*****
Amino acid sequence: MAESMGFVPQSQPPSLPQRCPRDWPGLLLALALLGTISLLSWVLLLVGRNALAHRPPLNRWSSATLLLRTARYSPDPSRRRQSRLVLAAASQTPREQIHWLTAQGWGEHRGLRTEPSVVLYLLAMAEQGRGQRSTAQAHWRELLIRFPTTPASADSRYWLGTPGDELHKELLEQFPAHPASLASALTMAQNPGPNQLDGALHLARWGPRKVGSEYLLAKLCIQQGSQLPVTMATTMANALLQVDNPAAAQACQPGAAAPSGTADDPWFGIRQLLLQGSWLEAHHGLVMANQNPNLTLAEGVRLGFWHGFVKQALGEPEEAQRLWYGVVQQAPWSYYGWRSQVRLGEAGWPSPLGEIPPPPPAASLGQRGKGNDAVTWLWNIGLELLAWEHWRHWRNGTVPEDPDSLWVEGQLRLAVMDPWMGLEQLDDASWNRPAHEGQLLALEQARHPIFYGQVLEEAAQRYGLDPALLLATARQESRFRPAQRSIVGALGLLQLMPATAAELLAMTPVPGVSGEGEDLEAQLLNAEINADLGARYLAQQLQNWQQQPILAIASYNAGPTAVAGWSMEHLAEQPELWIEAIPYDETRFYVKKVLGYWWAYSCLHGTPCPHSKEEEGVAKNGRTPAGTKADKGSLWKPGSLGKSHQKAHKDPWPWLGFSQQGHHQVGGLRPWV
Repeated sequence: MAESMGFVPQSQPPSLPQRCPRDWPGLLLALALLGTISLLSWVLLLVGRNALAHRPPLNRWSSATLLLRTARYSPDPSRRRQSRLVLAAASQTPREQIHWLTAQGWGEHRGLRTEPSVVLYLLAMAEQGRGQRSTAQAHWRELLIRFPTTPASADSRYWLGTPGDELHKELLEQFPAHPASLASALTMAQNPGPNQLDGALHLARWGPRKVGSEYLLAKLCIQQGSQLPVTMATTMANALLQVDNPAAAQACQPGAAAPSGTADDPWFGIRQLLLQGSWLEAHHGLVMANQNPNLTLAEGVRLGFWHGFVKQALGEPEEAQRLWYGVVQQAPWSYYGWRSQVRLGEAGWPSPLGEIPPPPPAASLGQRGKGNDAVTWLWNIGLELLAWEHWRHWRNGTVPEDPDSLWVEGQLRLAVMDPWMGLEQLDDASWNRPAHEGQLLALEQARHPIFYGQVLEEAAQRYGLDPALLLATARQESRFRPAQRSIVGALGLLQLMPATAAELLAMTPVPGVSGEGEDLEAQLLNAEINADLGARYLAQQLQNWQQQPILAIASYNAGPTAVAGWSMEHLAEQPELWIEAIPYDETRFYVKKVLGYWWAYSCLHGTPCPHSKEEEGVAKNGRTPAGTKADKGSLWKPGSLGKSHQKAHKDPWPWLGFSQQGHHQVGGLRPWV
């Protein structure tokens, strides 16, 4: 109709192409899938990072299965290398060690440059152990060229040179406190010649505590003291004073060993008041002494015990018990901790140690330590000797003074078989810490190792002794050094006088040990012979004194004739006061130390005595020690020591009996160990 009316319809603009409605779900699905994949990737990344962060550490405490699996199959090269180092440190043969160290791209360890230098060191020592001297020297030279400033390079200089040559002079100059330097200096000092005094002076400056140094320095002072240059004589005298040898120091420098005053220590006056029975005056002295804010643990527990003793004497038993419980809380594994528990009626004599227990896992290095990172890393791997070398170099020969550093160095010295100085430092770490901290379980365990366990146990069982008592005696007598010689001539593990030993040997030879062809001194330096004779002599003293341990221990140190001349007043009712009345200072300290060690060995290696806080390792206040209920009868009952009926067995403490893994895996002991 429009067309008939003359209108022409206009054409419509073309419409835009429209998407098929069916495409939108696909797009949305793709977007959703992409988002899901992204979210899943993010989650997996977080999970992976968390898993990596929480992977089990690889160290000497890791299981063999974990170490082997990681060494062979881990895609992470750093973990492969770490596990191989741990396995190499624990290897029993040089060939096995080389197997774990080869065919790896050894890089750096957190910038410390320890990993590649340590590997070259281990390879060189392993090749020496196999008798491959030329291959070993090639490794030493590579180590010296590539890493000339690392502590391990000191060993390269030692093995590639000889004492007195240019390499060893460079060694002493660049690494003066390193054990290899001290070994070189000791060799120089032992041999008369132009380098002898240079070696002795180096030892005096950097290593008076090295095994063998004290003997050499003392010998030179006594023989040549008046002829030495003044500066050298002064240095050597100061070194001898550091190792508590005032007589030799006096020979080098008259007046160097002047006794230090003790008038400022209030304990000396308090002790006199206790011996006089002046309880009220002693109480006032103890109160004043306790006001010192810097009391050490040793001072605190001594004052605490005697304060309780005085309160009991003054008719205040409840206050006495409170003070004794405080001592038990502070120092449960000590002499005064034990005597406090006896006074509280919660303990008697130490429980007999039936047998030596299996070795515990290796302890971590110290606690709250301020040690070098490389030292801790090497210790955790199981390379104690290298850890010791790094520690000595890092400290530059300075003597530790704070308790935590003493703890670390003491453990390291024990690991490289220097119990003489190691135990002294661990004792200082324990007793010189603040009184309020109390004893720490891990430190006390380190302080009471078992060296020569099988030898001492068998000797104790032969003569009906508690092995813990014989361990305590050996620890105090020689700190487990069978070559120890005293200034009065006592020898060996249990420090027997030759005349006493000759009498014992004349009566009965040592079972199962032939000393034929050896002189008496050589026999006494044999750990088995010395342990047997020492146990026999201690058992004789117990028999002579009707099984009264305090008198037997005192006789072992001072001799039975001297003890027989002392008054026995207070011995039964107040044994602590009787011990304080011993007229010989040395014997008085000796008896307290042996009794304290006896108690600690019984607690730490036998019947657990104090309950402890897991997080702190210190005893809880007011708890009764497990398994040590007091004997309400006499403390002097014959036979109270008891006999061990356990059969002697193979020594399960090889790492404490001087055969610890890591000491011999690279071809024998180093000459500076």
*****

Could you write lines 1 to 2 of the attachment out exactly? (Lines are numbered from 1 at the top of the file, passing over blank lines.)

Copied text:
Amino acid sequence: MAESMGFVPQSQPPSLPQRCPRDWPGLLLALALLGTISLLSWVLLLVGRNALAHRPPLNRWSSATLLLRTARYSPDPSRRRQSRLVLAAASQTPREQIHWLTAQGWGEHRGLRTEPSVVLYLLAMAEQGRGQRSTAQAHWRELLIRFPTTPASADSRYWLGTPGDELHKELLEQFPAHPASLASALTMAQNPGPNQLDGALHLARWGPRKVGSEYLLAKLCIQQGSQLPVTMATTMANALLQVDNPAAAQACQPGAAAPSGTADDPWFGIRQLLLQGSWLEAHHGLVMANQNPNLTLAEGVRLGFWHGFVKQALGEPEEAQRLWYGVVQQAPWSYYGWRSQVRLGEAGWPSPLGEIPPPPPAASLGQRGKGNDAVTWLWNIGLELLAWEHWRHWRNGTVPEDPDSLWVEGQLRLAVMDPWMGLEQLDDASWNRPAHEGQLLALEQARHPIFYGQVLEEAAQRYGLDPALLLATARQESRFRPAQRSIVGALGLLQLMPATAAELLAMTPVPGVSGEGEDLEAQLLNAEINADLGARYLAQQLQNWQQQPILAIASYNAGPTAVAGWSMEHLAEQPELWIEAIPYDETRFYVKKVLGYWWAYSCLHGTPCPHSKEEEGVAKNGRTPAGTKADKGSLWKPGSLGKSHQKAHKDPWPWLGFSQQGHHQVGGLRPWV
Repeated sequence: MAESMGFVPQSQPPSLPQRCPRDWPGLLLALALLGTISLLSWVLLLVGRNALAHRPPLNRWSSATLLLRTARYSPDPSRRRQSRLVLAAASQTPREQIHWLTAQGWGEHRGLRTEPSVVLYLLAMAEQGRGQRSTAQAHWRELLIRFPTTPASADSRYWLGTPGDELHKELLEQFPAHPASLASALTMAQNPGPNQLDGALHLARWGPRKVGSEYLLAKLCIQQGSQLPVTMATTMANALLQVDNPAAAQACQPGAAAPSGTADDPWFGIRQLLLQGSWLEAHHGLVMANQNPNLTLAEGVRLGFWHGFVKQALGEPEEAQRLWYGVVQQAPWSYYGWRSQVRLGEAGWPSPLGEIPPPPPAASLGQRGKGNDAVTWLWNIGLELLAWEHWRHWRNGTVPEDPDSLWVEGQLRLAVMDPWMGLEQLDDASWNRPAHEGQLLALEQARHPIFYGQVLEEAAQRYGLDPALLLATARQESRFRPAQRSIVGALGLLQLMPATAAELLAMTPVPGVSGEGEDLEAQLLNAEINADLGARYLAQQLQNWQQQPILAIASYNAGPTAVAGWSMEHLAEQPELWIEAIPYDETRFYVKKVLGYWWAYSCLHGTPCPHSKEEEGVAKNGRTPAGTKADKGSLWKPGSLGKSHQKAHKDPWPWLGFSQQGHHQVGGLRPWV